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9 proposals to improve downtown Gainesville
Plan includes housing, events and road improvements
A new concept plan lists priorities for improving downtown Gainesville between now and 2045.

A new concept plan for downtown Gainesville focuses on the area’s potential and how it can meet the desires of millennials and Generation Xers between the ages of 20 and 44.

Major proposals in the plan, which will be published online later this month, include the following.

• New housing

• Food truck events at Lake Lanier parks

• Fairs and festivals in the green space across from the midtown bridge

• New lighting along park trails

• Improved streets and walkways downtown

• Better connectivity between the square, midtown and business corridors

• Night projections to advertise events on the walls of downtown buildings

• Improved corner of old Hall County jail site

• Public art and murals

Developing the strategic plan to guide and manage growth around Gainesville’s downtown square was predicated on identifying just where the city stands in 2015, where it wants to be in 2045 and how to get from here to there.

But it’s also meant to be a living document, officials said, tweaking and evolving with the times.

While words like historic, quaint, friendly and charming were common descriptions of downtown among those included in the process of developing the plan, so too was potential and improvement.

With the young target demographic, affordable housing, new mixed-use developments and special events are critical, officials said.

For example, that could mean generating more active use downtown by promoting frequent live music or hosting fairs and festivals in green spaces along Jesse Jewell Parkway.

Connecting downtown with nearby residential neighborhoods and business corridors, such as Green Street, Oak Street and midtown, is also key to ensuring downtown’s place in the life of residents and visitors, officials said.

Gainesville Councilwoman Myrtle Figueras said the plan could help bridge the gap between minority and lower-income neighborhoods in the midtown area — such as those families living in public housing on Atlanta Street — and businesses and affluence downtown and in nearby residences along Green Street.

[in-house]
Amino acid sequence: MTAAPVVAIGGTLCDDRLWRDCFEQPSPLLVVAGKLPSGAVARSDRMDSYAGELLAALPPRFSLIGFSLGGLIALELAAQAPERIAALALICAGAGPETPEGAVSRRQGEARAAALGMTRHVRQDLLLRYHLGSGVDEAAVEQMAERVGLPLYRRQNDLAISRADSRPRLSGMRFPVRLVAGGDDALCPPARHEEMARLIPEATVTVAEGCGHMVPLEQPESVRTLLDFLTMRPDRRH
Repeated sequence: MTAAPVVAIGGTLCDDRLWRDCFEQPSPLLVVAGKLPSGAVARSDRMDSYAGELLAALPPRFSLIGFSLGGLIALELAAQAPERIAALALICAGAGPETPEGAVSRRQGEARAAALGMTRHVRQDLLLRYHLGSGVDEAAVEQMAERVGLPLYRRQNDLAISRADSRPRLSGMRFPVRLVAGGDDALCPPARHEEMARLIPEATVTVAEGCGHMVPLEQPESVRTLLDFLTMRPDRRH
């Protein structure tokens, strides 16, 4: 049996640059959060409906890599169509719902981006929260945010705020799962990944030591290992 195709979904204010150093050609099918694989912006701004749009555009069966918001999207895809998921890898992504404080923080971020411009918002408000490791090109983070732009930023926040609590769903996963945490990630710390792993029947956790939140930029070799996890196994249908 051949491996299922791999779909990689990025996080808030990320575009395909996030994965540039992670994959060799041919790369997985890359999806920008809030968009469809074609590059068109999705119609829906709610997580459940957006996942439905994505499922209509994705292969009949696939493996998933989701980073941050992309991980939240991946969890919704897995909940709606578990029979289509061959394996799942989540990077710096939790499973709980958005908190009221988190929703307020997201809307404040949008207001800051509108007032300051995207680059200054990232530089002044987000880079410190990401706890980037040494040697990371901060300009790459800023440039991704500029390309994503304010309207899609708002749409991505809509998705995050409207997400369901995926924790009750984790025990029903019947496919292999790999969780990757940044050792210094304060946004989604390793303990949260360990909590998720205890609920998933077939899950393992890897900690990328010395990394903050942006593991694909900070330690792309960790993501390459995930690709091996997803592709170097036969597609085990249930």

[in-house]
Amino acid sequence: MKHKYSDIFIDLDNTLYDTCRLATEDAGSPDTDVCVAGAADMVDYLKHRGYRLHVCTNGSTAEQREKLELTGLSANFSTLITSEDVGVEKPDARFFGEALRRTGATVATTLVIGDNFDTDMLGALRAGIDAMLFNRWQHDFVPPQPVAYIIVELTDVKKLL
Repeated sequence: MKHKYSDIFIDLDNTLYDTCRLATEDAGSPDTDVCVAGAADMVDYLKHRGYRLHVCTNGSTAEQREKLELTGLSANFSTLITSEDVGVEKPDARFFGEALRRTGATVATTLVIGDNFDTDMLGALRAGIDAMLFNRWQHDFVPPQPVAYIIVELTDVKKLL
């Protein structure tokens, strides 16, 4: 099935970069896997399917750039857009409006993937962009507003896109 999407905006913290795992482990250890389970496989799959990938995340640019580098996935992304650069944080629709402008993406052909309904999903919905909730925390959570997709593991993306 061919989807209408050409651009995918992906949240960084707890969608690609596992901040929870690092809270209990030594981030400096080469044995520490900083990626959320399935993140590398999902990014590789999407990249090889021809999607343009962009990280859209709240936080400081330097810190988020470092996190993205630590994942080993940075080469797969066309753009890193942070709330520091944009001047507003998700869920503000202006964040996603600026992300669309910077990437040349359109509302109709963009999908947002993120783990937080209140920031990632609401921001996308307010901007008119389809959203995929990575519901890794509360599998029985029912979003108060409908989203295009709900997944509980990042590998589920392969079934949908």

“It’s good to see that Gainesville continues to move forward,” she added. “It’s going to connect … whatever happens to Atlanta Street is just going to be tied into the new plan.”

Officials said that because downtown is surrounded by major thoroughfares, improving sidewalks and streets to make them safer and more walkable from places like Brenau University and midtown is critical.

“Crossing the moat” of Jesse Jewell Parkway, West Academy Street or EE Butler Parkway is never easy, officials said.

This might include adding new paving at crosswalks to highlight a path to downtown.

Plans are also in the works to install wayfinding signs directing traffic to points of interest.

City planning staff said they have developed 22 action plans to identify phases of construction for each project, as well as funding and a timeline for completion.

“We all know this takes resources, whether we’re talking money … I personally would like to see our downtown become a destination point,” Wangemann said.

Many of the proposals in the plan are seen as quick and inexpensive fixes to better the aesthetics in and around downtown.

Most projects hinge on the support of the City Council, which is expected to help prioritize implementation of the new concept plan.

“It is an exciting plan,” Councilman Bob Hamrick said. “It’s one we don’t need to put on a chair to collect dust.”

Officials said meetings with focus groups, such as students at local public schools, and individual interviews with government officials and business leaders, helped guide the plan’s design and innovative ideas.

It’s not the first sweeping, all-encompassing, long-term plan hashed out by city officials and local residents.

The Gainesville 2030 Comprehensive Plan, a 1980 plan for downtown’s development, and even a 1962 “Hammer Plan” have attempted to address what the square’s role in the life of the city will be for the next generation of residents.